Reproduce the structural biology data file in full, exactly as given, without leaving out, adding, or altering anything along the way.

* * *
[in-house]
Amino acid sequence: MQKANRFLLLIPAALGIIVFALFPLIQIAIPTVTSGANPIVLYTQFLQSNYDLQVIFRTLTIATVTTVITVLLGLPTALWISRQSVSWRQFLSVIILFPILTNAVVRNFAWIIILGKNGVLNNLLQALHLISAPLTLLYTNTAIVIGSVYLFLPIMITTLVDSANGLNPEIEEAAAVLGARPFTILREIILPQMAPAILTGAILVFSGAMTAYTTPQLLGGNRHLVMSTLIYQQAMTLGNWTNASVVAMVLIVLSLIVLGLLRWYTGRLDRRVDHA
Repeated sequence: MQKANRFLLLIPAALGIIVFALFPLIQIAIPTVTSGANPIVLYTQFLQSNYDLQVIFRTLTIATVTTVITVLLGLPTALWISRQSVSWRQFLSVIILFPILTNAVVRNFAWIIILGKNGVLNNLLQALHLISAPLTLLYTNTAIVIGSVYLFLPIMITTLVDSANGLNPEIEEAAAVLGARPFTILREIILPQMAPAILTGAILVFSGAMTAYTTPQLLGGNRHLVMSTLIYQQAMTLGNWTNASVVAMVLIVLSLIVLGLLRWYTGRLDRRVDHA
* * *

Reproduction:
[in-house]
Amino acid sequence: MQKANRFLLLIPAALGIIVFALFPLIQIAIPTVTSGANPIVLYTQFLQSNYDLQVIFRTLTIATVTTVITVLLGLPTALWISRQSVSWRQFLSVIILFPILTNAVVRNFAWIIILGKNGVLNNLLQALHLISAPLTLLYTNTAIVIGSVYLFLPIMITTLVDSANGLNPEIEEAAAVLGARPFTILREIILPQMAPAILTGAILVFSGAMTAYTTPQLLGGNRHLVMSTLIYQQAMTLGNWTNASVVAMVLIVLSLIVLGLLRWYTGRLDRRVDHA
Repeated sequence: MQKANRFLLLIPAALGIIVFALFPLIQIAIPTVTSGANPIVLYTQFLQSNYDLQVIFRTLTIATVTTVITVLLGLPTALWISRQSVSWRQFLSVIILFPILTNAVVRNFAWIIILGKNGVLNNLLQALHLISAPLTLLYTNTAIVIGSVYLFLPIMITTLVDSANGLNPEIEEAAAVLGARPFTILREIILPQMAPAILTGAILVFSGAMTAYTTPQLLGGNRHLVMSTLIYQQAMTLGNWTNASVVAMVLIVLSLIVLGLLRWYTGRLDRRVDHA